Sunday, August 26, 2007

You Strange, Sad Creature:
The Punisher #49

Five "mafia widows" team up to get revenge on the man who murdered their husbands: The Punisher. Then a sixth widow hunts them down. Since Garth Ennis makes it a point to stress that the woman in question has had her breasts removed due to cancer, we know we are in for something "deep" about the female experience.I liked Punisher #49 in that voyeuristic, grotesque way I enjoy Rob Zombie movies. It's like Freud on crack, fear-and-loathing, bashed skulls, and orgasms. But as a meditation on the Female Vigilante, it gave me the squickies.

Our female-who-hunts-females, Jenny, is a battered wife with scars where her breasts used to be. The target of her resentment & anger are other women -- four of whom she shoots, one of whom she beats, in the nude, into a bloody pulp with a baseball bat. When she is done with her last victim she climbs on the Punisher's body and announces she is going to have sex with him.

Jenny is, as the Punisher puts it, "a strange, sad creature." She is a vigilante like him but "women really aren't supposed to be vigilantes," or so the story goes. She assumes a male job, and thus must have a chest that resembles a male, devoid of breasts. By assuming a male's job she is monstrous, she is aberrant, and so in the end she must shoot herself. Further, she attacks her own image (other women) and then f**ks/worships the male image.

Christ almighty.

One other point to note is that of the five members of the "widow gang," the three prettiest/most feminine ones are shot on their body but with their faces untouched. Of the other two, the butch-looking African-American woman with the short hair is graphically shot in the face, and the heavy-set older woman is graphically smashed in the head with a bat until her features are obliterated.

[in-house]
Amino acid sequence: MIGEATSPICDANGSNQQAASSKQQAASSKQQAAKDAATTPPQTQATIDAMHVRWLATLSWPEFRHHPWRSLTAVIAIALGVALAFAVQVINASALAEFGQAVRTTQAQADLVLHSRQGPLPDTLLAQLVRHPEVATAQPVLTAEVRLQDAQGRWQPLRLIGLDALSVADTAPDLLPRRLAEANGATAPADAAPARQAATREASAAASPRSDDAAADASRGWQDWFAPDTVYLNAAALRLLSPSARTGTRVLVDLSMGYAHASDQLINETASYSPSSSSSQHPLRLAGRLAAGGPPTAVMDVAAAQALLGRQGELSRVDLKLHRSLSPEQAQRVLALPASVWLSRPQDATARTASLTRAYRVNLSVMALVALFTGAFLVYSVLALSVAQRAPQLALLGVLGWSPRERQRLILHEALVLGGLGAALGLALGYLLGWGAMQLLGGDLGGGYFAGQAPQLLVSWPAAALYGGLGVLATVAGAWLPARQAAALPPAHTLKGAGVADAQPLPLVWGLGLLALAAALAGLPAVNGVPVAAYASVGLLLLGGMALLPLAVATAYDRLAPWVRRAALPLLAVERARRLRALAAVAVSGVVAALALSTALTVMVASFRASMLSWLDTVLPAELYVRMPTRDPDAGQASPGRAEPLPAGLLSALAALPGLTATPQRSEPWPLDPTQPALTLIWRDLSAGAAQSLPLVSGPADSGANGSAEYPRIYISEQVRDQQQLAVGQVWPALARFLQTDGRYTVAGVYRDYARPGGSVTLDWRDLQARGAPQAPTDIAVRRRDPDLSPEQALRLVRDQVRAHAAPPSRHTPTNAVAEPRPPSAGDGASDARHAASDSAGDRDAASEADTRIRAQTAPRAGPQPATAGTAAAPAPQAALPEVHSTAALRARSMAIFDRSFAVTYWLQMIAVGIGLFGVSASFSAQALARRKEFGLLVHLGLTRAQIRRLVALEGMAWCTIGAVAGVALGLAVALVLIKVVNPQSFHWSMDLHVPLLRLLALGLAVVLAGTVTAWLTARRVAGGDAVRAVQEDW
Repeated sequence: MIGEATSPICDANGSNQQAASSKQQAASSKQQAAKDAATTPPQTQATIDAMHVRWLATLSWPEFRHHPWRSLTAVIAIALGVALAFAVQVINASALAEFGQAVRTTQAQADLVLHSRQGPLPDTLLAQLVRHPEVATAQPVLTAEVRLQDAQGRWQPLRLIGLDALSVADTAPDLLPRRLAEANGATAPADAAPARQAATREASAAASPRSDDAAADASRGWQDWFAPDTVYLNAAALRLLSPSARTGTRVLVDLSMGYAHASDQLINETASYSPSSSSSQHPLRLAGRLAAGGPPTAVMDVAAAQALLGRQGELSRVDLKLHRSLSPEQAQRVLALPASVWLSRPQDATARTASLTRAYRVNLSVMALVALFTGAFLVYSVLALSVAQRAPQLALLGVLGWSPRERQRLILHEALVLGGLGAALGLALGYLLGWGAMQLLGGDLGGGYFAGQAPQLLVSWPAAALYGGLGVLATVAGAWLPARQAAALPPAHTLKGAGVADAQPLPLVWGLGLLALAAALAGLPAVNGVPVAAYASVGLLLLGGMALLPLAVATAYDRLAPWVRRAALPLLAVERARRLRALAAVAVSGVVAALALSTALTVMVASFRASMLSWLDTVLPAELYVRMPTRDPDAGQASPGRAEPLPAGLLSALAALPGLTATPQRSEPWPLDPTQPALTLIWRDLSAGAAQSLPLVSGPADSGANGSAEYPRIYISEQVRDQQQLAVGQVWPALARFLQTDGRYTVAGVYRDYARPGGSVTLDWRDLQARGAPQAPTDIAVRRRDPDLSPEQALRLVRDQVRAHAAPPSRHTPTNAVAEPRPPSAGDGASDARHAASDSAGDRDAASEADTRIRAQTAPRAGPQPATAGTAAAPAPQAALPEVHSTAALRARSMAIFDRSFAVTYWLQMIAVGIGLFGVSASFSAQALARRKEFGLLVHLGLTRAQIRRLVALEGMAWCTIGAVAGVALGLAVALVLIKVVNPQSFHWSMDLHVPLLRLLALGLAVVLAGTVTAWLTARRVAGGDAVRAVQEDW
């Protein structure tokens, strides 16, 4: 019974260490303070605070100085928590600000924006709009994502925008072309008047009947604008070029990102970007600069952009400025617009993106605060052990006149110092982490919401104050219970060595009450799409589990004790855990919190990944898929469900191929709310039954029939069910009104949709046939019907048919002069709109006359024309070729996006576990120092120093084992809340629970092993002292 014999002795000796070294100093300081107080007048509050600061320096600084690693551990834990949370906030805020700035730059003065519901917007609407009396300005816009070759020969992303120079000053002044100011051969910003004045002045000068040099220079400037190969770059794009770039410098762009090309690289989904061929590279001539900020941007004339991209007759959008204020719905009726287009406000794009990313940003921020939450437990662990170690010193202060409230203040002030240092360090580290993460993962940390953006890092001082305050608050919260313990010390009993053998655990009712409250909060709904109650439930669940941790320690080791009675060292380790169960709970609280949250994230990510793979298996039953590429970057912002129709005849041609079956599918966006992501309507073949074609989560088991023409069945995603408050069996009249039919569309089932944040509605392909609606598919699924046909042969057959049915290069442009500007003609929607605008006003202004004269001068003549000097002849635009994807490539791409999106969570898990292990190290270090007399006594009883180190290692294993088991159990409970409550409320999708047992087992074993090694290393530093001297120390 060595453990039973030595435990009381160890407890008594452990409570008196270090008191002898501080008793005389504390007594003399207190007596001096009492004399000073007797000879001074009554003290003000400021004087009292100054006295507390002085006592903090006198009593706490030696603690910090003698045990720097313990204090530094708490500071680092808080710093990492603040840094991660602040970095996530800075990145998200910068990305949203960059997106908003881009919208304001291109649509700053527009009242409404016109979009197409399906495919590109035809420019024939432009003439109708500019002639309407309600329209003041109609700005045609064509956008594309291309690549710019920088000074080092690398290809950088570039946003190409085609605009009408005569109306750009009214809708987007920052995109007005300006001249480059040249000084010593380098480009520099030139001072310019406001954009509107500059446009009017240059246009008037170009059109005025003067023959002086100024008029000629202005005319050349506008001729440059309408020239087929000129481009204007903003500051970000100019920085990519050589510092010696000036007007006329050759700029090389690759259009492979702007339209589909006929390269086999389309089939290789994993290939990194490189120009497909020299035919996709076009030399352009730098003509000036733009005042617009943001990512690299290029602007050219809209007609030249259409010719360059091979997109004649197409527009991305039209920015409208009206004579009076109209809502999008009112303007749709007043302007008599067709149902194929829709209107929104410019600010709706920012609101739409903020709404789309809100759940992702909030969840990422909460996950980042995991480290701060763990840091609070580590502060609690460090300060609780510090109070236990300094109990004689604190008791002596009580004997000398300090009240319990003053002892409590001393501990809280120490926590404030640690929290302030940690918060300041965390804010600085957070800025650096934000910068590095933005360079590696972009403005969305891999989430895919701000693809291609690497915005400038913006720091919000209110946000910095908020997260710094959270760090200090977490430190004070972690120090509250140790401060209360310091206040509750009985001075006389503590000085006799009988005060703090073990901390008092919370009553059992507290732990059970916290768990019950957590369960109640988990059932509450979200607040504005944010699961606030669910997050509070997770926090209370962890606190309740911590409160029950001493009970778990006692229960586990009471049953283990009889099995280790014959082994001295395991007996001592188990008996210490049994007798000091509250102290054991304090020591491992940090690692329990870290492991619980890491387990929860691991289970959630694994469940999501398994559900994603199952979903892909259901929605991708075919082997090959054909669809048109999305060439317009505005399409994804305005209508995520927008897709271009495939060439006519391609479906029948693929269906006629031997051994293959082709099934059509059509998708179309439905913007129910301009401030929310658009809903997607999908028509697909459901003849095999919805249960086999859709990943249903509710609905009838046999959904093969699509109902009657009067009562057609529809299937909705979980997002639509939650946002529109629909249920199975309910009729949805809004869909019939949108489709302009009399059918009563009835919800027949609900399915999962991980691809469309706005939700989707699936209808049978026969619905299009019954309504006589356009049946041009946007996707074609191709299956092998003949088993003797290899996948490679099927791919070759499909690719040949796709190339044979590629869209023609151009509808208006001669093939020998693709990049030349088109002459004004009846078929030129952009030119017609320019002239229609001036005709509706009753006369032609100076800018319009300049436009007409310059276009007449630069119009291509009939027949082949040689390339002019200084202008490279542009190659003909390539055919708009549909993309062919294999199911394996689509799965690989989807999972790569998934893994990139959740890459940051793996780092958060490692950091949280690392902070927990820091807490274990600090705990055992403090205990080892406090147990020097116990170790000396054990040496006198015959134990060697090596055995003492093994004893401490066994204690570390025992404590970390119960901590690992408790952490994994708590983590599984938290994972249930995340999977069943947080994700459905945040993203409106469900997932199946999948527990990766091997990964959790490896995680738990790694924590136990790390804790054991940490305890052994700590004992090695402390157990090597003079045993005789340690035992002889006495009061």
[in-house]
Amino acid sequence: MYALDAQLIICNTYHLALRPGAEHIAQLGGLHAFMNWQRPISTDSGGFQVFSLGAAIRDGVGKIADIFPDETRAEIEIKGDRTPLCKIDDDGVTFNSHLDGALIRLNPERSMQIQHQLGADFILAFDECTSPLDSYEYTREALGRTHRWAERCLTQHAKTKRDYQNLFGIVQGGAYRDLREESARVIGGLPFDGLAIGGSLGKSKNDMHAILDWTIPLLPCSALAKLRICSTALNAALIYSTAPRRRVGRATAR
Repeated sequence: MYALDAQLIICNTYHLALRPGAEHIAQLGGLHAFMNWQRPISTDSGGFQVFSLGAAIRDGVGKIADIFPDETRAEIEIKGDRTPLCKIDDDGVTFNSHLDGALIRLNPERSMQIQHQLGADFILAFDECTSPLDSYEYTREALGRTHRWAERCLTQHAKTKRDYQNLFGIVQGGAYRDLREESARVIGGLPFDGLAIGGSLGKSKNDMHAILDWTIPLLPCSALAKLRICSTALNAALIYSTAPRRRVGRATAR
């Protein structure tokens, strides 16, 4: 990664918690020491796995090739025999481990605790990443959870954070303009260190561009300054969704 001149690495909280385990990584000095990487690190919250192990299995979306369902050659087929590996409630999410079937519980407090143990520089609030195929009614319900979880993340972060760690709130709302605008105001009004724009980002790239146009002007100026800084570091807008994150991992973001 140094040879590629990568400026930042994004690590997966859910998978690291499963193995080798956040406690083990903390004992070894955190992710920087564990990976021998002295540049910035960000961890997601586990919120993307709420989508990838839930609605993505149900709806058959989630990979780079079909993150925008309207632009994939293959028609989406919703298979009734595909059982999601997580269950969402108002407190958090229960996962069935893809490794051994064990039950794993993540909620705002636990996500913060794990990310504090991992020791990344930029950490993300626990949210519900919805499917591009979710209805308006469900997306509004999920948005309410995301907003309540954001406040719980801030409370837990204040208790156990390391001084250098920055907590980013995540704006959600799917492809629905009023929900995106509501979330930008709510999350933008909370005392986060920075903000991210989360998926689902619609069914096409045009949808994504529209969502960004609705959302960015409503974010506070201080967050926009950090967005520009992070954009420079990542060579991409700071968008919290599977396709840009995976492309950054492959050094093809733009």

I have to give the proviso now that this isn't a screed against "Punisher" comics, as I enjoy them. I appreciate that Marvel puts the MAX label on these books as well as an "explicit content" warning on the cover. But when Garth Ennis throws out on the table so much fodder, one has to excuse me for grabbing my bowl of popcorn and digging in.

Edit: The Punisher has one hand handcuffed to the bed when Jenny is bashing the woman's face in, and when she has sex with him. But as soon as the sex is over and Jenny blows her brains out, the Punisher shakes his hand free from the handcuff -- almost immediately after the sex. If the Punisher was capable of doing this why didn't he free himself earlier and prevent the beating of the woman, or prevent this obviously crazy Jenny person from riding him like prize pony, or prevent Jenny from blowing her brains out?


  1. I don't buy it. It's extremism, but it isn't sexism. It wasn't racism when Ennis introduced Barracuda, a stereotypically black character with a mouth full of gold that said "FUCK YOU." And it wasn't sexism when O'Brien came off as a crazy nympho with a death wish in the first story arc, it was extremism. That's what Ennis' Punisher's always been about.

  2. I don't think the Punisher would really have had a problem with watching a mob widow who tried to kill him get beaten to death, especially by someone she also betrayed. And I'll be generous and offer that he was as stunned by the whole "post-murder sex" thing as the reader (well, me, anyways) was.